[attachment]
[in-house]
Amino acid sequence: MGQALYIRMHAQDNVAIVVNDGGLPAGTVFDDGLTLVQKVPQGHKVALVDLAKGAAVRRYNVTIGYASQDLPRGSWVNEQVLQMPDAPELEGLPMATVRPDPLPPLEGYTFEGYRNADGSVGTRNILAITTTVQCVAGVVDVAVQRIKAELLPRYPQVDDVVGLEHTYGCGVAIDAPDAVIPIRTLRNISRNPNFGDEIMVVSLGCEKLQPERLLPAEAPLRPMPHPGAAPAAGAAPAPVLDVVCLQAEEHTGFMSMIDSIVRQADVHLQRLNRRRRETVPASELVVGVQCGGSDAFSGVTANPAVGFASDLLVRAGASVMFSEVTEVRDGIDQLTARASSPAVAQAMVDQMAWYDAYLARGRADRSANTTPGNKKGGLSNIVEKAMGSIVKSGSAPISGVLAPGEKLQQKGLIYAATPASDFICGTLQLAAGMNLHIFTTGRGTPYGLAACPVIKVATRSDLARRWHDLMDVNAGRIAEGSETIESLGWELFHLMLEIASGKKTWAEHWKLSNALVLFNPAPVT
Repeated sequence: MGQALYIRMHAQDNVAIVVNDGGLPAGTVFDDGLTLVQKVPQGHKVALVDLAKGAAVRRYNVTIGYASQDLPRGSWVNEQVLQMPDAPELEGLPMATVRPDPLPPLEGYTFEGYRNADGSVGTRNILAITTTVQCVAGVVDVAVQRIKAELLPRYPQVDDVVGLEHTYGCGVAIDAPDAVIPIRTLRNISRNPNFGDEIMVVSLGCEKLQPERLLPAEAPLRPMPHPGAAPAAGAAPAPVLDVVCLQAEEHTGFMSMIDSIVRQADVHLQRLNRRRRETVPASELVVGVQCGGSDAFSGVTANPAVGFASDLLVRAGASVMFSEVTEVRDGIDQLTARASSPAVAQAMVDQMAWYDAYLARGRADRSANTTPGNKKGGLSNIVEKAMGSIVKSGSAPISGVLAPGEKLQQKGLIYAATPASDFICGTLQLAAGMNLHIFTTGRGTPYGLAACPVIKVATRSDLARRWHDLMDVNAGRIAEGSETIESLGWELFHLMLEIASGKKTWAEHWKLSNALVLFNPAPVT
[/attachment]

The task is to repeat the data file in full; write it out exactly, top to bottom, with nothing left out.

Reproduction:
[in-house]
Amino acid sequence: MGQALYIRMHAQDNVAIVVNDGGLPAGTVFDDGLTLVQKVPQGHKVALVDLAKGAAVRRYNVTIGYASQDLPRGSWVNEQVLQMPDAPELEGLPMATVRPDPLPPLEGYTFEGYRNADGSVGTRNILAITTTVQCVAGVVDVAVQRIKAELLPRYPQVDDVVGLEHTYGCGVAIDAPDAVIPIRTLRNISRNPNFGDEIMVVSLGCEKLQPERLLPAEAPLRPMPHPGAAPAAGAAPAPVLDVVCLQAEEHTGFMSMIDSIVRQADVHLQRLNRRRRETVPASELVVGVQCGGSDAFSGVTANPAVGFASDLLVRAGASVMFSEVTEVRDGIDQLTARASSPAVAQAMVDQMAWYDAYLARGRADRSANTTPGNKKGGLSNIVEKAMGSIVKSGSAPISGVLAPGEKLQQKGLIYAATPASDFICGTLQLAAGMNLHIFTTGRGTPYGLAACPVIKVATRSDLARRWHDLMDVNAGRIAEGSETIESLGWELFHLMLEIASGKKTWAEHWKLSNALVLFNPAPVT
Repeated sequence: MGQALYIRMHAQDNVAIVVNDGGLPAGTVFDDGLTLVQKVPQGHKVALVDLAKGAAVRRYNVTIGYASQDLPRGSWVNEQVLQMPDAPELEGLPMATVRPDPLPPLEGYTFEGYRNADGSVGTRNILAITTTVQCVAGVVDVAVQRIKAELLPRYPQVDDVVGLEHTYGCGVAIDAPDAVIPIRTLRNISRNPNFGDEIMVVSLGCEKLQPERLLPAEAPLRPMPHPGAAPAAGAAPAPVLDVVCLQAEEHTGFMSMIDSIVRQADVHLQRLNRRRRETVPASELVVGVQCGGSDAFSGVTANPAVGFASDLLVRAGASVMFSEVTEVRDGIDQLTARASSPAVAQAMVDQMAWYDAYLARGRADRSANTTPGNKKGGLSNIVEKAMGSIVKSGSAPISGVLAPGEKLQQKGLIYAATPASDFICGTLQLAAGMNLHIFTTGRGTPYGLAACPVIKVATRSDLARRWHDLMDVNAGRIAEGSETIESLGWELFHLMLEIASGKKTWAEHWKLSNALVLFNPAPVT